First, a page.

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Arch of Titus

Occasion of its Construction

Following the death of Emperor Titus in AD 81, Domitian raised this arch to honor Titus and Vespasian for their victories in the Judean War, namely the conquest of Jerusalem. Made of pentelic marble, the arch stands 50 feet (15.4 m) high, 43 feet (13.5 m) wide, and 15 feet (4.75 m) deep, and is surrounded by composite columns of the Corinthian order.

Its History

The arch was not left untouched through Rome’s later history. The Frangipani family used it as part of their castle in the 12th and 13th centuries. It remained that way until Sixtus IV cleared away the surrounding buildings in the late 15th century AD, the remains of which were obliterated not long afterward.

Its Reconstruction

Early in the 19th century, Stern and Valadier took apart the decrepit arch and reconstructed it with travertine, carefully making the changes obviously different from the original. This makes it easy for modern visitors to distinguish the ancient fragments from the replaced sections.

Dedicatory Inscription

The inscription reads: “Senatus Populusque Romanus Divo Tito Divi Vespasiani Filio Vespasiano Augusto,” which is translated as “The Roman Senate and People to Deified Titus, Vespasian Augustus, son of Deified Vespasian.” Indeed, there is a panel on the underside of the arch depicting Titus flying on an eagle, meant as a symbol of divinity.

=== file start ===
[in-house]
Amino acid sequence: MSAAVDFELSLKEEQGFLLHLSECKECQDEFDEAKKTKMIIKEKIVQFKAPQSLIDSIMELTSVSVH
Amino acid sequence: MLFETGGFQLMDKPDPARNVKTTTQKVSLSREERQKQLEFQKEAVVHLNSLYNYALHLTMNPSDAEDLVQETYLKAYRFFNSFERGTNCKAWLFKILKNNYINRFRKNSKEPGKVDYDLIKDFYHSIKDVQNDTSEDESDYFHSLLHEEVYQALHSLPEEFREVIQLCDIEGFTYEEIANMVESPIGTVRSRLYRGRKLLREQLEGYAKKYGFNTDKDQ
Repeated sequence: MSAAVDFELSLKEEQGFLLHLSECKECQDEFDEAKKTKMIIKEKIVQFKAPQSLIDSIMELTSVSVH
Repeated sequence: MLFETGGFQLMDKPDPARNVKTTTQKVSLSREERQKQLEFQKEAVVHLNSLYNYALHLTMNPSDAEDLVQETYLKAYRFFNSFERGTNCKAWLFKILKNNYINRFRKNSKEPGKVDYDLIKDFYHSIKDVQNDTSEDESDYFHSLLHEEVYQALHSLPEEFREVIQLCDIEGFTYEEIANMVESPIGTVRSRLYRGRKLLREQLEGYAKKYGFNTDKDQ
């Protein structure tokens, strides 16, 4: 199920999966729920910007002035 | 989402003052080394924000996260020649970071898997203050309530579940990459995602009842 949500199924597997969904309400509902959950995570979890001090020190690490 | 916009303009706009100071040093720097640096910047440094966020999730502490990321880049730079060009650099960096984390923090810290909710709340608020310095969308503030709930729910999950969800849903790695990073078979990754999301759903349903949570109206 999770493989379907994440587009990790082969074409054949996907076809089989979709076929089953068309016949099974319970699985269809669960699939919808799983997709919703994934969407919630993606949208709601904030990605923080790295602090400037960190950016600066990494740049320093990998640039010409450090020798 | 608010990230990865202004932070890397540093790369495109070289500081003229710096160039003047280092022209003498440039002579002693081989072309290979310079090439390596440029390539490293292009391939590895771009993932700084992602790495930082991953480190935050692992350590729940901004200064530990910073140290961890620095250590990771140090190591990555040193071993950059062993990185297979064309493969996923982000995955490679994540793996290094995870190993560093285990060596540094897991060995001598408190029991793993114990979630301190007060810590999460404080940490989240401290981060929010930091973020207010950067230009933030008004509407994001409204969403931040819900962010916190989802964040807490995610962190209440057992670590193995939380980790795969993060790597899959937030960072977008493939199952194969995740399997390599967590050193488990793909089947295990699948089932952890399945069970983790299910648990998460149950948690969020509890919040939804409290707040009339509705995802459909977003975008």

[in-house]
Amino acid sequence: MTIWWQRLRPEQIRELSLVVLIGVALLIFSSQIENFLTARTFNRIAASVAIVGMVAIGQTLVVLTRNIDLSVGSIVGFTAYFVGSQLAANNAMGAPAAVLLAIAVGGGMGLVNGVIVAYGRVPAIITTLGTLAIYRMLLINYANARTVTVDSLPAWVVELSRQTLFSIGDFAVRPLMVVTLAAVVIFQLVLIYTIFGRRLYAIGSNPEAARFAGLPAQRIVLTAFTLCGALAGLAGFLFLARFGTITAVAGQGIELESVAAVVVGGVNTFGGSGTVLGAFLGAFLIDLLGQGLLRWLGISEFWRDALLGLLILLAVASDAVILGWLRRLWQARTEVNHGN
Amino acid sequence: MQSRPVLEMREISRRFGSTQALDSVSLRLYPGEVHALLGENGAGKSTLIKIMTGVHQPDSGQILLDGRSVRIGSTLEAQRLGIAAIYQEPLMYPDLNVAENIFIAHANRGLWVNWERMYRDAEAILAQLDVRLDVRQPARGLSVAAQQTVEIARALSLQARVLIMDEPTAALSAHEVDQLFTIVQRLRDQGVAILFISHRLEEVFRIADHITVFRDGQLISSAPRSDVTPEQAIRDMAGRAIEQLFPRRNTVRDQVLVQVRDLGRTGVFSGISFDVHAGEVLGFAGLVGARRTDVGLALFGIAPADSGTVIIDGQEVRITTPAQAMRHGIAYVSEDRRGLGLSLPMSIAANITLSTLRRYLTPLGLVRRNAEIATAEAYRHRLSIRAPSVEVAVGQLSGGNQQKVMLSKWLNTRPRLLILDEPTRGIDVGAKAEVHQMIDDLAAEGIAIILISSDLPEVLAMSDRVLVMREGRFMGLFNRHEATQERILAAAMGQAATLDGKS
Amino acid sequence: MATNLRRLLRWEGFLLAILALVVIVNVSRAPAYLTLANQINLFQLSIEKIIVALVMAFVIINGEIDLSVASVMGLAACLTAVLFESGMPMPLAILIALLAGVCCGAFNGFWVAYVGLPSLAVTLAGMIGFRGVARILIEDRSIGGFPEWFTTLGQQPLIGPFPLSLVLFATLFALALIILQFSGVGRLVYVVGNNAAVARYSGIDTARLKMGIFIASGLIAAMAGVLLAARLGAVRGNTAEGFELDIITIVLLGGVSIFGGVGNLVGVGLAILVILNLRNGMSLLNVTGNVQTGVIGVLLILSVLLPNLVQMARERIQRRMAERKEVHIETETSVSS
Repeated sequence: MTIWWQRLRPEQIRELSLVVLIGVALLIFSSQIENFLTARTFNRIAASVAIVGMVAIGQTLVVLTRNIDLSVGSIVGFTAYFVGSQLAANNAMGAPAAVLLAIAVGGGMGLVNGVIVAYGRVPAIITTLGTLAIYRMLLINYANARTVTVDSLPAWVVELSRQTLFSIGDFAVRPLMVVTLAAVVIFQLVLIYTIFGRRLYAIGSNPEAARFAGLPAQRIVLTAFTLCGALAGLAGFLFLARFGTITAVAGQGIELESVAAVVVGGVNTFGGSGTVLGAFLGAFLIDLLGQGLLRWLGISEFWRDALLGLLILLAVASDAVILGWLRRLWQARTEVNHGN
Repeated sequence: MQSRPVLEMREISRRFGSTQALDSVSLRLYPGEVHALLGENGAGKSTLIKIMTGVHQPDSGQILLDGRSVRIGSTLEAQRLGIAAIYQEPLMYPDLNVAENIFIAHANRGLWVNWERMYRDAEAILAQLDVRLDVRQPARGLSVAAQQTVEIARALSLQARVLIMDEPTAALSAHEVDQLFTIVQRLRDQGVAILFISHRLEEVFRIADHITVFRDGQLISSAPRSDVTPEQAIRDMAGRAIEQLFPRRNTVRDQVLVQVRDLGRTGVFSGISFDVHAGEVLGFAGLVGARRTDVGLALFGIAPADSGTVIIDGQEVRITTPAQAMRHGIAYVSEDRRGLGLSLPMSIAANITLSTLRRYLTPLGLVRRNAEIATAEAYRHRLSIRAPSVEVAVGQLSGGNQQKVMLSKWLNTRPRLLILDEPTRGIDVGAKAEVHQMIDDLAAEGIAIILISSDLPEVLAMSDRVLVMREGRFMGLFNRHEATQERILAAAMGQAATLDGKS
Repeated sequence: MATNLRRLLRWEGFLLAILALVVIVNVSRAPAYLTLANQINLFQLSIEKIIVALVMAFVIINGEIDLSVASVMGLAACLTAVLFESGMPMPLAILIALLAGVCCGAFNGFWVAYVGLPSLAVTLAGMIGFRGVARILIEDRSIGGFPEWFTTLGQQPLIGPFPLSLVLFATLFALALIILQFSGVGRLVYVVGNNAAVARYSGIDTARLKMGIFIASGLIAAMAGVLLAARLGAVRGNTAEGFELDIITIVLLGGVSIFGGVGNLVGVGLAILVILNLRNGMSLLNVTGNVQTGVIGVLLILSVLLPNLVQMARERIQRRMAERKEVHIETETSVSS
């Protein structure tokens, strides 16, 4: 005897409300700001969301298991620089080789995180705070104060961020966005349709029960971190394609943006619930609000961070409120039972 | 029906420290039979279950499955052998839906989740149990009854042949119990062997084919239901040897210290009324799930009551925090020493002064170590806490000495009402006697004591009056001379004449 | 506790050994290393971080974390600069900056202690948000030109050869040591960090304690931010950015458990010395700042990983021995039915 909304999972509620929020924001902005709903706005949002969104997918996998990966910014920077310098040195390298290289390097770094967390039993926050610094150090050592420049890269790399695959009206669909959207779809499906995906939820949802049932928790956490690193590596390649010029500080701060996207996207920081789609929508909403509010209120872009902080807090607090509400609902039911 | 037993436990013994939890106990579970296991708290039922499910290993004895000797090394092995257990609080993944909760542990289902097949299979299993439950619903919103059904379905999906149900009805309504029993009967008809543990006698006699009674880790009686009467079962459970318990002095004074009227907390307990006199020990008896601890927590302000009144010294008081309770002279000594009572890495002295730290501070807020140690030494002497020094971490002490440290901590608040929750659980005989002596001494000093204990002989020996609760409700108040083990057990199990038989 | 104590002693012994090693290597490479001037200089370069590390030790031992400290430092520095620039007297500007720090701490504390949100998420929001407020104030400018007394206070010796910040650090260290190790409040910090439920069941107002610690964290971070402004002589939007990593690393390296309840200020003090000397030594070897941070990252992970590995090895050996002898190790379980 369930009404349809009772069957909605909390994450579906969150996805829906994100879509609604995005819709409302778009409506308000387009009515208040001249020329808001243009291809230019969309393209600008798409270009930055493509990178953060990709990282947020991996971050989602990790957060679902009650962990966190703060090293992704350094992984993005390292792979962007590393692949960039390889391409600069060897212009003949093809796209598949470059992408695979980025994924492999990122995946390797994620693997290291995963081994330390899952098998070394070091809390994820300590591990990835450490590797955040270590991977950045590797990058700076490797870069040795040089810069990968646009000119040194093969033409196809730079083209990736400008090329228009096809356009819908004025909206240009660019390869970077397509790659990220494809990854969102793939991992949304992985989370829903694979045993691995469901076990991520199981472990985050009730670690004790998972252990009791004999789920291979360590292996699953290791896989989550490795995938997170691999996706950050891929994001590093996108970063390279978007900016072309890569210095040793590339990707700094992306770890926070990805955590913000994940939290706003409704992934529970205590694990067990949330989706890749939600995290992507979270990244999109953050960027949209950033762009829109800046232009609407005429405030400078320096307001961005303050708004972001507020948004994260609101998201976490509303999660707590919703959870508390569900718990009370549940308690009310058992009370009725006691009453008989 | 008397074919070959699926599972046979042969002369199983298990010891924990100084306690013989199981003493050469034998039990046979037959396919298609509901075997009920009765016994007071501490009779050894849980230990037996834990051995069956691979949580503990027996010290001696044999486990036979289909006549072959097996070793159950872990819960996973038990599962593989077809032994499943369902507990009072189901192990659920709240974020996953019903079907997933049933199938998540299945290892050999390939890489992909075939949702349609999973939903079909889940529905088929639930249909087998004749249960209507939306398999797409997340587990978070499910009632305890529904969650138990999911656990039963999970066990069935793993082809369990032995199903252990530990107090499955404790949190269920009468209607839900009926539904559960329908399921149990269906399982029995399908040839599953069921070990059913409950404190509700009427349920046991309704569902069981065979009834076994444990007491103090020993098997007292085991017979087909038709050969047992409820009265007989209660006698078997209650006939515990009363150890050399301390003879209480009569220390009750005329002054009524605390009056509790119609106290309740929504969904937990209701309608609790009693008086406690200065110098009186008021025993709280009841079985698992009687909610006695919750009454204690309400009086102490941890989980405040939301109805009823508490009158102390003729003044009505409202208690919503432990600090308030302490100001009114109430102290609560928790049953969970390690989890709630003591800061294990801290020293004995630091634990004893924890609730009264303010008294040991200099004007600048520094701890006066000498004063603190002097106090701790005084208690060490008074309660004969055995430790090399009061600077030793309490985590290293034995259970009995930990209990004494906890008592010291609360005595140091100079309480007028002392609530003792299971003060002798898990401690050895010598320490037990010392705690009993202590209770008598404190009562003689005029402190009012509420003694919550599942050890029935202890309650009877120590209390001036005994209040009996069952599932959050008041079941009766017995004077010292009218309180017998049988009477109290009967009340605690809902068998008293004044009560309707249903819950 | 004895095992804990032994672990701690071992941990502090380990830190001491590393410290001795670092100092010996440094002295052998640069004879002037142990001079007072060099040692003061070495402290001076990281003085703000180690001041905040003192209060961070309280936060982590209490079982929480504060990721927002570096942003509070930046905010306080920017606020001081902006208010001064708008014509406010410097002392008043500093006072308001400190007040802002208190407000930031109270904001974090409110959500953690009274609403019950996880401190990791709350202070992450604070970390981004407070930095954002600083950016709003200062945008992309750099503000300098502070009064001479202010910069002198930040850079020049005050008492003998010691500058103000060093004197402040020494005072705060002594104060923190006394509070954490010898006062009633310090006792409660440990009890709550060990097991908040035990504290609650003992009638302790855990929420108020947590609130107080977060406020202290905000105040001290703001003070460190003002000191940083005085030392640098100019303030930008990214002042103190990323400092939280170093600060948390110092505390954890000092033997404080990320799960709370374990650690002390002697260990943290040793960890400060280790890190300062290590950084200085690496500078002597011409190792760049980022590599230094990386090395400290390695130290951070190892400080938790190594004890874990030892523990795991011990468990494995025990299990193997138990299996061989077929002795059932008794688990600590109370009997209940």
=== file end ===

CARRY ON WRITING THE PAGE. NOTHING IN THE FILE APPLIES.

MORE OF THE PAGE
Spoils of Jerusalem

Domitian raised this arch to honor Titus and Vespasian for their conquest of Jerusalem. This relief depicts the subsequent triumphal procession in AD 71. One can see the table of showbread, the menorah, and the silver trumpets being carried in the victory march toward the triumphal gate (depicted on the far right), to be brought to Vespasian’s Temple of Peace.

Titus's Procession

Here Titus himself can be seen in a quadigra (chariot) with the goddess of Rome at his side and the goddess of victory crowning him with a wreath. The man standing behind the horse represented the spirit of the Roman people. Behind him stood a figure wearing the toga, which depicted the Senate.

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Related Websites

The Arch of Titus (Khan Academy). A helpful article with lots of pictures. They also have a video about the arch.

The Arch of Titus, Rome (Ancient History Encyclopedia). Another overview, this one with an analysis of Roman artistic style.

Arch of Titus Project (Yeshiva University). YU has an entire project dedicated to studying the Arch of Titus. This page offers lots of information about their work.

The Arch of Titus’s Menorah Panel in Color (BAS). Part of Yeshiva University’s work has been trying to reconstruct how the arch would have looked with its original paint job. This article covers their colorized version of the arch’s most famous relief.